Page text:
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Gender and Resilience Working Group Webinar Series

Please join us Thursday, January 14 at 10am EST for the next session of the Gender & Resilience Working Group Webinar Series.

This webinar is part of a series being rolled out by the Gender & Resilience Working Group, which is led by Mercy Corp and Lutheran World Relief and involves many other organizations. The goal of the webinar series is to share highlights of ongoing work by participating member organizations whether it be research or programs on the ground related to gender and resilience or simply frameworks for looking at gender and resilience.

This session will focus on recent research led by IFPRI on gender and climate change. Elizabeth Bryan, from IFPRI, will give an overview of some recent projects on this topic, Patti Kristjanson, from ICRAF, will discuss highlights of the research from several sites in sub-Saharan Africa, and Agnes Quisumbing, from IFPRI, will present the highlights from a recent study in Bangladesh.

Join the webinar through the following link: : https://attendee.gotowebinar.com/register/1287304187627854337.

Please try to connect around 9:45 am to ensure proper connection without disrupting webinar time. Everyone will be muted during the webinar but will be unmuted for Q&A after the presentations.

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Gender and Resilience Workshop in Washington, D.C. on November 3

On Tuesday, November 3 staff from TOPS and TANGO International will host a Gender and Resilience Workshop in Washington, DC.  Participants will be given an overview of resilience capacities (absorptive, adaptive, and transformative) through a gender lens and will then have a chance to further examine the impacts through case studies looking at strategies, activities, and indicators.   Participation is limited. We ask that you only register if you will attend the entire day as group work is involved. There is no cost to attend. No financial resources are available to support attendance.   Register here.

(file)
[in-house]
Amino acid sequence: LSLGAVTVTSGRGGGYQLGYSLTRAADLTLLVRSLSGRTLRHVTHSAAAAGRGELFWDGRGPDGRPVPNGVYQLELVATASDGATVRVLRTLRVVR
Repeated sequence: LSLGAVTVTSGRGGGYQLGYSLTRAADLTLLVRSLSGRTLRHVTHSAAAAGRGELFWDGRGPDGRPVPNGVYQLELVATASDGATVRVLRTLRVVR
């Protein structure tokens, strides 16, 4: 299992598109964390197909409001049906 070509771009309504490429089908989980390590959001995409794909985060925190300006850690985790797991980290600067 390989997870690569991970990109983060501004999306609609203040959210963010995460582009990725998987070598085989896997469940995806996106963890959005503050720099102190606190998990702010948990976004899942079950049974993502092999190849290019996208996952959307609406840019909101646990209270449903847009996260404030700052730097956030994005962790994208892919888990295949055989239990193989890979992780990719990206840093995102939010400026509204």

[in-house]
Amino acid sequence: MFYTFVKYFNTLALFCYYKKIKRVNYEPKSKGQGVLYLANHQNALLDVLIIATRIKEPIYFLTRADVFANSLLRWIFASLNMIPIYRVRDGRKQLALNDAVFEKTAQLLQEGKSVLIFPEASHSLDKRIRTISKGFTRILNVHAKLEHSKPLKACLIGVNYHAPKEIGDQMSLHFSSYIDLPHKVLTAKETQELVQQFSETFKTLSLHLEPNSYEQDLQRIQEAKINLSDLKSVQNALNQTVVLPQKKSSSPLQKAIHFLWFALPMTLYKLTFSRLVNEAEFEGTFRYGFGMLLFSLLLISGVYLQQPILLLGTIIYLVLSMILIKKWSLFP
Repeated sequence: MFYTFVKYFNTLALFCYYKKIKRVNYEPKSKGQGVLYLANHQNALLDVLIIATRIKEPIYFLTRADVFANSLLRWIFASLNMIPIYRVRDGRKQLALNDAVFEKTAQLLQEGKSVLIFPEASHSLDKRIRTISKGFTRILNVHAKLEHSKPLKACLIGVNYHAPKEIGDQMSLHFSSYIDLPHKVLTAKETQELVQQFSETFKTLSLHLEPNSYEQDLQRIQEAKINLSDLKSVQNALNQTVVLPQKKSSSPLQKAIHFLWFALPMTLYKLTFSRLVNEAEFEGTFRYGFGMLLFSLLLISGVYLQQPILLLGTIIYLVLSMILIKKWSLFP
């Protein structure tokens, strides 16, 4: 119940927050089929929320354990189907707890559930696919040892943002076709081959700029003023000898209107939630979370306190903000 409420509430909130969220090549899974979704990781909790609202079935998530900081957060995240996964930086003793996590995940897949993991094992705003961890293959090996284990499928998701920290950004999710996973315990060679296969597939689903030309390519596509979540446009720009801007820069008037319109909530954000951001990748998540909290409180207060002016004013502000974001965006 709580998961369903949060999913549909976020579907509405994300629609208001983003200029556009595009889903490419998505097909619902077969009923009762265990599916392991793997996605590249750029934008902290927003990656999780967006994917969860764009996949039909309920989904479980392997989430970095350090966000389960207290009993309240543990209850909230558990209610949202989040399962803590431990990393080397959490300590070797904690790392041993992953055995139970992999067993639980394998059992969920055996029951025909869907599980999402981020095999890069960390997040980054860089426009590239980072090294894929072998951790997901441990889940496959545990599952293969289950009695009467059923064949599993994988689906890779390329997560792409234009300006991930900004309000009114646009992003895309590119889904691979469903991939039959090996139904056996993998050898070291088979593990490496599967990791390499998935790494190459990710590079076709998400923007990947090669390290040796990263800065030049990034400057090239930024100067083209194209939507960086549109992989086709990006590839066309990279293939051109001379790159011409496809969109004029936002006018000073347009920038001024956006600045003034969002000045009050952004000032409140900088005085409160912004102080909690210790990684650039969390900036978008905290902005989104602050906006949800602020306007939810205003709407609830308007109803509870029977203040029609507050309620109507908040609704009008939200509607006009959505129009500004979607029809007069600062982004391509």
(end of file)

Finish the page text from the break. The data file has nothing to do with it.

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New online discussion on Food Security, Gender Equality and Peace-Building

The Institute of Development Studies and the FAO are launching an online discussion as part of the Global Forum on Food Security and Nutrition to better understand the potential interactions between food security, gender equality, and peace-building. The discussion will help to identify entry points for policy interventions that support food security and build resilience among men and women in conflict-affected contexts in ways that promote greater gender equality and sustainable peace.

Please view and participate in the online forum here until July 31, 2015.

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Call for Proposals: Gender & Development special issue on resilience

Photo: CGIAR Research Program on Dryland Systems. Source: Flickr

Photo: CGIAR Research Program on Dryland Systems. Source: Flickr

The November 2015 issue of the international journal Gender & Development will look at Resilience. See the full call for proposals here.